NED ROREM, The Contrasts Quartet

Nine Episodes for Four Players
Spring Music

NED ROREM, The Contrasts Quartet

PHCD163  |   Phoenix CD

Name Credit
Ned Rorem Ned Rorem Composer
Evelyne Luest Evelyne Luest Piano
Monica Bauchwitz Monica Bauchwitz Violin
Ayako Oshima Ayako Oshima Clarinet
Ariane Lallemand Ariane Lallemand Cello
Contrasts Quartet Contrasts Quartet Ensemble




Ned Rorem

Nine Episodes for Four Players

Dances for Cello and Piano

Spring Music


Contrasts Quartet

Evelyne Luest, piano       

Monica Bauchwitz, violin               

Ariane Lallemand, cello 

Ayako Oshima, clarinet 


Dances for cello and piano from 1983 (which, like “Nine Episodes,” is receiving its first recording here), Rorem’s characteristic devices are melded to a lighter, more occasional purpose. A commission from the Music Study Club of Metropolitan Detroit, it circumscribed Rorem into using one “bowed instrument” and piano; he settled on the cello since he had never written for such a combination before. Rorem was in the final stages of completing Picnic on the Marne, a delicious suite of waltzes for saxophone and piano, when the Detroit commission came, and he continued his dancing bent in a brisk but affecting suite of seven movements. It was premiered by the cellist Jonathan Spitz and the pianist Frederick Moyer on May 6, 1984.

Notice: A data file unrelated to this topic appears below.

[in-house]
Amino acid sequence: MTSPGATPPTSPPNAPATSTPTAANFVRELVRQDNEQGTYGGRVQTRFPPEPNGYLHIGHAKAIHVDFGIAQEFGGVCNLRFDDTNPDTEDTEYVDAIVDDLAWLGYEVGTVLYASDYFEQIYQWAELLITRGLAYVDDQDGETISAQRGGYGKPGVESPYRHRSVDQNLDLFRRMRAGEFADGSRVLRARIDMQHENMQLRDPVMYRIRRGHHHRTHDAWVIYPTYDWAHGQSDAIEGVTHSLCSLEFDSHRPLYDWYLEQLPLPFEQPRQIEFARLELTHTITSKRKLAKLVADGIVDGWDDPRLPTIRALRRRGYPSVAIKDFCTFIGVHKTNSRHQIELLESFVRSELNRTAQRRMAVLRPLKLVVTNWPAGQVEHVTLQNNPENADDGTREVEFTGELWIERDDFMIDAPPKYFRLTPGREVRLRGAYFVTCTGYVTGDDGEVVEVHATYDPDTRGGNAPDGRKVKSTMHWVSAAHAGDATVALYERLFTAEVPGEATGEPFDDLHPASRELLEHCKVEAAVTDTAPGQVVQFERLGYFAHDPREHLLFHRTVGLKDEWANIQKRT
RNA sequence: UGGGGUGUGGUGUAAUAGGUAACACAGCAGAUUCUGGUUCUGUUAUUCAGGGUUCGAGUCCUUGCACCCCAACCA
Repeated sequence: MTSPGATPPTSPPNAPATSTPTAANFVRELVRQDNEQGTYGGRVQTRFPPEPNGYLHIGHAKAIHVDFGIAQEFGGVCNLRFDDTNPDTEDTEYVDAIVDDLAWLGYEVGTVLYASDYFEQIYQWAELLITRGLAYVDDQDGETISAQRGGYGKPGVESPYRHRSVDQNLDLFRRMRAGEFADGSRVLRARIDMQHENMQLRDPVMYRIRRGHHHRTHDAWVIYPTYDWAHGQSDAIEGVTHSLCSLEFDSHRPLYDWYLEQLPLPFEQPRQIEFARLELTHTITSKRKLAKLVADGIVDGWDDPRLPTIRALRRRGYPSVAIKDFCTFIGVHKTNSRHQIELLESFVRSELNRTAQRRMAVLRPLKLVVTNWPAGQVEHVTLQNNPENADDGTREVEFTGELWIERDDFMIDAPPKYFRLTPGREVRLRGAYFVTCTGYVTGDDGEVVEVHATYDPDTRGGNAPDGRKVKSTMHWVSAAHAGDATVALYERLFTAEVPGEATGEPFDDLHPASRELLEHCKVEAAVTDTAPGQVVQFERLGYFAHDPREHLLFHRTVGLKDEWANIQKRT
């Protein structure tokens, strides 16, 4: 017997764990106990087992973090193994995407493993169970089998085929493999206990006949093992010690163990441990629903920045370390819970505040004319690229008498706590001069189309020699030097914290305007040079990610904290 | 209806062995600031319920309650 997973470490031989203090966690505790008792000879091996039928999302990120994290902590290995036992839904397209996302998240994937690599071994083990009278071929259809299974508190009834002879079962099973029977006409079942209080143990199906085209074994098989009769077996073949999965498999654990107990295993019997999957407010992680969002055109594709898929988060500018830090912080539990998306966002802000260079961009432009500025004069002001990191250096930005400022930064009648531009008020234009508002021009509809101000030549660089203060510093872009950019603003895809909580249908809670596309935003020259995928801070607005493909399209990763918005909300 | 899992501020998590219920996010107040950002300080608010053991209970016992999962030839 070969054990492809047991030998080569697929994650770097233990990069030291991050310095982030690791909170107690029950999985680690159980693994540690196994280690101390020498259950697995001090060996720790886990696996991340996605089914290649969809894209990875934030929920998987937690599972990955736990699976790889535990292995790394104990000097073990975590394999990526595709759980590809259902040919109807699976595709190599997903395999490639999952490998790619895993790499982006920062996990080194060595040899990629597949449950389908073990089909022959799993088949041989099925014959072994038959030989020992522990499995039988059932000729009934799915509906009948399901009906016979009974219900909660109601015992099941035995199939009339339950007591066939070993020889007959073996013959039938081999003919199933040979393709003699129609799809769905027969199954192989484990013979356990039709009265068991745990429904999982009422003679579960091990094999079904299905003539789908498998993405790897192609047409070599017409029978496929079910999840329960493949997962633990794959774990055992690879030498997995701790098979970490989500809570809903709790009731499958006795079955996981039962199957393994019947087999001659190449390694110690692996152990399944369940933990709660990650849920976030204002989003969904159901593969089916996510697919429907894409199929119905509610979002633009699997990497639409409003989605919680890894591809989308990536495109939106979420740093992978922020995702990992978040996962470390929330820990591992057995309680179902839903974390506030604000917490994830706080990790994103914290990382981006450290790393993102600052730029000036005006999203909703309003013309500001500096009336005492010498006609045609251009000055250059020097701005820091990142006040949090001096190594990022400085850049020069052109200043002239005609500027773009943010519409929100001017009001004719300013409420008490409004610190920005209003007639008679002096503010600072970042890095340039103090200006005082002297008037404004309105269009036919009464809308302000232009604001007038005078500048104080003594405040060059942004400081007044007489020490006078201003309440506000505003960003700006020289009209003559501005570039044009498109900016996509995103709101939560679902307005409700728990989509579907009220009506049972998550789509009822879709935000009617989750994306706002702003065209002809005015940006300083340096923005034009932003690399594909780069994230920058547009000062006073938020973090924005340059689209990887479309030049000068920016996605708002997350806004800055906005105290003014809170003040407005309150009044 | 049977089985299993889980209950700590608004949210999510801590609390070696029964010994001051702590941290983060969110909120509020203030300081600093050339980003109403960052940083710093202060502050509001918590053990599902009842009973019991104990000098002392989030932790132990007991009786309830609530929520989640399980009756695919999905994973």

Spring Music, written on commission from the Carnegie Hall Corporation for the Beaux Arts Trio, which premiered it on February 8, 1991, came in the midst of a bounteous Indian summer of Rorem’s career, a spate of major commissions that included such important works as the String Symphony (for the Atlanta Symphony Orchestra, 1985), the Third and Fourth String Quartets (for the Guarneri Quartet, 1991, and the Emerson Quartet, 1994), and the evening-long song cycle Evidence of Things Not Seen (for the New York Festival of Song, 1997). For all of Ned’s fabulous Frenchness, the expansive moods of Spring Music are reminiscent of the C Major Piano Trio of Brahms-a big, well-timbered piece simultaneously public and private, objective yet inscrutable. The work is in five movements.

The Nine Episodes for Four Players come from a later, more difficult stage of the composer’s life. Rorem lost his longtime partner James Holmes to AIDS in 1999, and the enormous amount of time devoted in care and worry exhausted him and decreased his productivity. The offer extended by the Contrasts Quartet, which commissioned the work along with the SOLI Chamber Ensemble, St. Paul’s Music in the Park Series, and Pacific Serenades, was part of a reawakening to composition, and what we hear are the chiseled, economical gestures of an artist in winter-a savoring of truths, of musical emblems carried across the decades. (The Contrasts Quartet gave the world premiere of the piece on January 29, 2002 at New York’s Merkin Concert Hall.)